Butler’s gravestone in Altadena’s Mountain View Cemetery. The inscription reads: “Octavia Estelle Butler, 1947–2006. ‘All that you touch, you change. All that you change, Changes you. The only lasting truth is Change. God is Change,’ from Parable of the Sower.” Photo courtesy of Lynell George.
More than anything, it is a profoundly perspective-shifting experience working inside another writer’s head, reliving her dreams and defeats. Worrying about the weight of it all and how it settled on her heart made an indelible mark on me. While I knew she would survive an early misstep or setback or even heartbreak, that didn't make the experience less harrowing as I read it on now-yellowed pages. I had the gift of future vision. I could whisper back at her younger self, “Something far better was waiting around just down the stretch, keep going, it’s just around the corner.”
Moving through her papers—the stacks of drafts, the misfires—I began to see the very recognizable and unromanticized contours of a writer’s life. If not a mirror, it was something that looked achingly familiar. Reading over her shoulder, I gleaned, intensely, what it’s like to be shut in with your big tangled thoughts. Taking in the tenor of some of the messages to self, the worry, the struggle, I came to understand that I was looking through intimate notes maybe not ever meant for anyone else’s eyes. Certainly not in their inception. With her gift to The Huntington, her vast personal archive, these could-have-been-lost or tossed items—the to-do lists, unsent letters, and all manner of ephemera—she ensured that these daily challenges would be part of her story. While often we think that struggle and tension is part of attaining goals, Butler’s life and her numerous sacrifices exemplify these challenges in the most visceral and granular ways.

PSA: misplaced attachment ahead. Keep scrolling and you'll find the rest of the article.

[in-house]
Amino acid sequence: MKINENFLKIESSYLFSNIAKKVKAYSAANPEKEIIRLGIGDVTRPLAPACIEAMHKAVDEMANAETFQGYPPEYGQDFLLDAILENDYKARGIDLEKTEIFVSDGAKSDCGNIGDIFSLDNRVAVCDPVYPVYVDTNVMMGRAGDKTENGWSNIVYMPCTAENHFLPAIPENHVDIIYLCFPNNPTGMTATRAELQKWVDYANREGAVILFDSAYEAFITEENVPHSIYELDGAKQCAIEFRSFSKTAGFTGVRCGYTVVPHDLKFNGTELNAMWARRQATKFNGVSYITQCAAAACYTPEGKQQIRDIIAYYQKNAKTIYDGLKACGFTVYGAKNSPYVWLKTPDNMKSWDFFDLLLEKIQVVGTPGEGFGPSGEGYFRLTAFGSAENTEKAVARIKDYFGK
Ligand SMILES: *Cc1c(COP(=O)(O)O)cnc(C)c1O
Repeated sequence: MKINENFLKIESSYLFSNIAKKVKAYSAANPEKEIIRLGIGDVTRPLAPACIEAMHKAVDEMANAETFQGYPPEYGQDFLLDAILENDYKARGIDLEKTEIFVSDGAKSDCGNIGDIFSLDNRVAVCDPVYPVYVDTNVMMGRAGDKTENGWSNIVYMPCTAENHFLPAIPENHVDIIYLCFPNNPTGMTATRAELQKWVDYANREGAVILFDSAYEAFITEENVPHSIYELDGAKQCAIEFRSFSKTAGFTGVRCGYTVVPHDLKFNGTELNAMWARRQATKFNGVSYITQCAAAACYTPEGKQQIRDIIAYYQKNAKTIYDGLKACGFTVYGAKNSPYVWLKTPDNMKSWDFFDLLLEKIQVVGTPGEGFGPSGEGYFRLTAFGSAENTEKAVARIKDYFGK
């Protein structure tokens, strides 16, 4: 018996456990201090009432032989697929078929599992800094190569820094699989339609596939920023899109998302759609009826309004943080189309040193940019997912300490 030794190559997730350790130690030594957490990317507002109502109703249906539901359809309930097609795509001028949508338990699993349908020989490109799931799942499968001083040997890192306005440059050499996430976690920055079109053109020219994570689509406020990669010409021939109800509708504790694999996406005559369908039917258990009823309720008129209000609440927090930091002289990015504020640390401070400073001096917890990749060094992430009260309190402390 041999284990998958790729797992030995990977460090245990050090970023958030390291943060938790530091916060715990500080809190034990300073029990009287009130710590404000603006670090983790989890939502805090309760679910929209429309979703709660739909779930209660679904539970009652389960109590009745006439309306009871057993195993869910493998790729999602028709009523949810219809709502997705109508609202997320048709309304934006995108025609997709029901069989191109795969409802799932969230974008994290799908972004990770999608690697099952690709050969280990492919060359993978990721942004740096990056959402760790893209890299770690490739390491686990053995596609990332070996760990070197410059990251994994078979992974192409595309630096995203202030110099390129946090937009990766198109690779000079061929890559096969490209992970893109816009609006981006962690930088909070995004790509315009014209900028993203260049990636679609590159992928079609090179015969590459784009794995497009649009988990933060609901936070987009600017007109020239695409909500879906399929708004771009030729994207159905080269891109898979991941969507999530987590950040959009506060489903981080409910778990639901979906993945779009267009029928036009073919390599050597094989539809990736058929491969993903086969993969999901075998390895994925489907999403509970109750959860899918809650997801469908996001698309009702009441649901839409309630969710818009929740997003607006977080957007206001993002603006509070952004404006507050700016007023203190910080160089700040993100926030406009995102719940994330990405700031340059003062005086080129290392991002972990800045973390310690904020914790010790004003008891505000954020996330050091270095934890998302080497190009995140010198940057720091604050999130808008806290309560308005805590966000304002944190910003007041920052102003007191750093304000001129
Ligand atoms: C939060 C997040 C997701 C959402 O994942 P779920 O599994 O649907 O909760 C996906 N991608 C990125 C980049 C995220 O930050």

Lynell George. Photo courtesy of Lynell George.
The copious evidence of her labor reveals the wager of a single-minded pursuit, it signals sacrifice of great proportion. She was gambling with her entire life.